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…says Buhari didn’t meet structures to work with
…says Nigerian train heading for disaster, needs urgent redirection

The Church of Nigerian Anglican Communion has attributed the inability of President Muhammadu Buhari in tackling the many problems bedeviling the country to forces beyond his control, especially those in the North. Speaking to our correspondent in Abuja, the Director Communication, Church of Nigerian Anglican Communion, Hassan John, insisted that contrary to the “Messiah syndrome” widely accepted by Nigerians as solution to its problems, no single man could turn around the issues confronting the nation.

According to him, President Muhammadu Buhari like his predecessors did not meet structures on ground that he could work with to address the issues of insecurity in the country. He said: “As a church, we think religion plays a prominent part in this (rising insecurity) as much as the economy has come in as an underlying factor but the bottom line is there is no sincerity in our political class on accepting the problems that are on the ground and on how we all can come together to solve this problem.

“We have the Messiah syndrome of only one man can do it; we said Buhari will solve the problem but there are no structures on ground on which Buhari can work with. “Every president that has gone into that office loses focus and you have to play to too many pressure groups and mafia groups that are pulling the country to their own direction for achieve their own individual political purposes. Because we have a Messiah syndrome, we think whoever comes in can determine what happens but it doesn’t work like that, not in Nigeria.

“The forces in the north are as big and strong and can make your life miserable and we see them making lives miserable. Buhari said he would stop insurgency, fight corruption and move the country forward but unfortunately we have not seen that happen and people are getting so frustrated.” On the advice from Pastor Adefarasin’s asking his members to have a plan B on leaving the country, the Anglican spokesman noted that the Church and Nigerians should endeavour to seek and proffer solutions to problems, rather than run away from them. “We have seen worse, we’ve gone through a civil war.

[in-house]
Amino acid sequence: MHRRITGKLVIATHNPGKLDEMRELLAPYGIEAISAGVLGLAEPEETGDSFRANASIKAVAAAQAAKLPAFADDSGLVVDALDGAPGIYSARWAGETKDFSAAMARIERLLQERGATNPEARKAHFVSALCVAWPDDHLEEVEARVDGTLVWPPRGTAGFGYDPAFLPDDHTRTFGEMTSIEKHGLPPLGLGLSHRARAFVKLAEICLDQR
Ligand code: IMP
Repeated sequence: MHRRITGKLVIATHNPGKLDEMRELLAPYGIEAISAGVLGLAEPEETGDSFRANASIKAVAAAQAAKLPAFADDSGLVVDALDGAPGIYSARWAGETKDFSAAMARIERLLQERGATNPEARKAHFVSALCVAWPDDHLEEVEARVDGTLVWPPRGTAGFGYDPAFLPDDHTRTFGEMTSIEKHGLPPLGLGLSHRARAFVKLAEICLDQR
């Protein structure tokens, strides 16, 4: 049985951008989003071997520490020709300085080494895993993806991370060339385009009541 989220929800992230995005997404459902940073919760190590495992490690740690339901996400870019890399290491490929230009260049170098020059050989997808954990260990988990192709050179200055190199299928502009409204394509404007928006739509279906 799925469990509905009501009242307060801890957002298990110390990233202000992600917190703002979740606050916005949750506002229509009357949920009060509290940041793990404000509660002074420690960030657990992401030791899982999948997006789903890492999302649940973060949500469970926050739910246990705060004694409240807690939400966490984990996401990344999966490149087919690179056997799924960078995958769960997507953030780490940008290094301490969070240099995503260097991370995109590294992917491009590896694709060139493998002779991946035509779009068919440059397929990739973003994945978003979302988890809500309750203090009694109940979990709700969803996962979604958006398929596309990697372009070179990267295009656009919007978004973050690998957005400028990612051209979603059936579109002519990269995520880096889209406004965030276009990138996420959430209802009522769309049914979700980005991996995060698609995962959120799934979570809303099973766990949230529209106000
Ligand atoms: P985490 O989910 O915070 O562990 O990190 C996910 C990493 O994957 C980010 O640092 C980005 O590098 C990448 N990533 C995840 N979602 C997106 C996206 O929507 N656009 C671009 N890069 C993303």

It’s not like we are not worried about the state of the nation, but we don’t think it calls for people to abandon ship. “We believe we have a stake in this country, we will continue to build it. Regimes will come and go and we have seen the worst of them from 1960 till date. We are going through a stage and this stage shall pass away. Nigerians must begin to have a stake in the nation; they should try to be problem solvers irrespective of what is happening now.” Also, John further noted that the Anglican Communion aligns with calls from various quarters demanding restructuring, as one major means of addressing the rising insecurity in the country.

“Unless we begin to stop the train from the path it is taking, we are going to have more complicated issues in our hands. This current situation is not working; we need to come back to the drawing board and look at Nigeria as a nation not parties. “A lot of people have talked about restructuring, there is no way the current constitution can continue to work the way it is. We believe there must be restructuring, an understanding of the different regions and their uniqueness in all we are doing.

“There is a lot of work to be done but the issue is are there people willing to make the sacrifice to make it work or are they people who are trying to grab what they can grab now and abandon the ship when it sinks. “We had a season of military dictatorship before coming back to a democratic dispensation when people have a voice but the issues have not been solved; respect for one another, understanding our uniqueness and differences and appreciating and working with it.

“We work in a political system where it is a unitary system rather than a demo-cratic republic so whoever gets into power grabs for his own region or for his own people and no matter how educated we are, we never sit down dispassionately to look at the problems and how to fix things so we can move ahead.

“By 2000 when ex-president Olusegun Obasanjo was challenged for not talking to the North about instituting sharia law, a deeper sense of divide was created at that time and it continued to grow. The radical Islamic sect popped up, Boko Haram, cattle herdsmen. “It’s not like it happened overnight, there was a gradual degeneration that was not paid attention to by the political class because the politicians especially the National Assembly, were busy worried about so many other things like allowances, money and who gets what and how to get the chunk of the national cake and that is why we are where we are today.”


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